Identification and Characterization of Norovirus Antibodies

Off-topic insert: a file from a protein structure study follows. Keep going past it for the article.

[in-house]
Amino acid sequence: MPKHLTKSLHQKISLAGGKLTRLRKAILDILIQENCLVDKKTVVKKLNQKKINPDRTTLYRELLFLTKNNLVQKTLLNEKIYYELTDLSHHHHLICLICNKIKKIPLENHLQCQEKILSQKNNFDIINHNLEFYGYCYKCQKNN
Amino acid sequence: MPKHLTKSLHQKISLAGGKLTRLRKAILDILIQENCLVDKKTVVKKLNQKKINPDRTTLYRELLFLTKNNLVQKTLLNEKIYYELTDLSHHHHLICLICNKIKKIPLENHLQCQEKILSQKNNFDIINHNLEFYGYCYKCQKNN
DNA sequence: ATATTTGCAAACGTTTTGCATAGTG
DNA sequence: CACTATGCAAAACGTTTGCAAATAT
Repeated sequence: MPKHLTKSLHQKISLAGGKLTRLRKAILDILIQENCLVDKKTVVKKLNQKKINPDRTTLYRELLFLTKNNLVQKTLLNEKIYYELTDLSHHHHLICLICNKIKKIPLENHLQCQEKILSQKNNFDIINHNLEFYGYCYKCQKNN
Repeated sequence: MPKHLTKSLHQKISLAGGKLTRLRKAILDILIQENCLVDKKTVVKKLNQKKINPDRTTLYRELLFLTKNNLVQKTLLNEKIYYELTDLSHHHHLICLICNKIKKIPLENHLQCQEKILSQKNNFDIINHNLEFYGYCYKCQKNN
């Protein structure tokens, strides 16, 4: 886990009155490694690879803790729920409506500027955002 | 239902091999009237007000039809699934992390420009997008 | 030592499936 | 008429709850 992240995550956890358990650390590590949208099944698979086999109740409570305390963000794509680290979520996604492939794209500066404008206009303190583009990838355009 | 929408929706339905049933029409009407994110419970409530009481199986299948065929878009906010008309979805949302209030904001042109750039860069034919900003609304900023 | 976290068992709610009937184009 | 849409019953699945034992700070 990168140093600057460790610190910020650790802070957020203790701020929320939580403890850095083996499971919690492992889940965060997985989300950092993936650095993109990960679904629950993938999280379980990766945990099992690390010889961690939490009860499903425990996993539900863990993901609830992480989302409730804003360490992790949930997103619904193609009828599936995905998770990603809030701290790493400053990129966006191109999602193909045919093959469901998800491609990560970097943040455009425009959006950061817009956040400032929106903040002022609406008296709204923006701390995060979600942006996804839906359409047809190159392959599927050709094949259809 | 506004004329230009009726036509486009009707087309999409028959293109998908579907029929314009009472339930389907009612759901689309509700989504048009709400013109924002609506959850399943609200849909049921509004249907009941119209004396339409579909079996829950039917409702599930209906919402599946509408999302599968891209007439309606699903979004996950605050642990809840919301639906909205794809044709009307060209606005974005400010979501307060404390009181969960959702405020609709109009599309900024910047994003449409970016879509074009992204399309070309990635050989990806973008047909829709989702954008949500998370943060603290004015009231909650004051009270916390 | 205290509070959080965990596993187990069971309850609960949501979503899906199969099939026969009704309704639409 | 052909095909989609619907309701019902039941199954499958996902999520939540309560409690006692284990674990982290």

In the Crowe lab we use a wide variety of cellular and biological techniques to decipher the humoral immune response to various infectious diseases. Our current studies revolve around infections caused by viruses such as HIV, Ebola, dengue, influenza and Chikungunya; and bacterial toxins such as those produced by Clostridium difficile and Bordetella pertussis, among others. I am particularly interested in norovirus, the leading viral cause of acute gastroenteritis. There are no specific antiviral drugs for this infection and therapeutic options are limited to supportive oral rehydration. There are currently no licensed vaccines available to prevent infection by norovirus. Therefore, I would like to identify and characterize antibodies capable of binding and neutralizing the virus. Using peripheral blood mononuclear cells (PBMC) from patients who have been infected by the virus I will be able to identify and isolate monoclonal antibodies with such capabilities. The epitopes recognized by such antibodies and the mechanism of action will help us understand norovirus pathogenesis and informs in designing effective vaccines.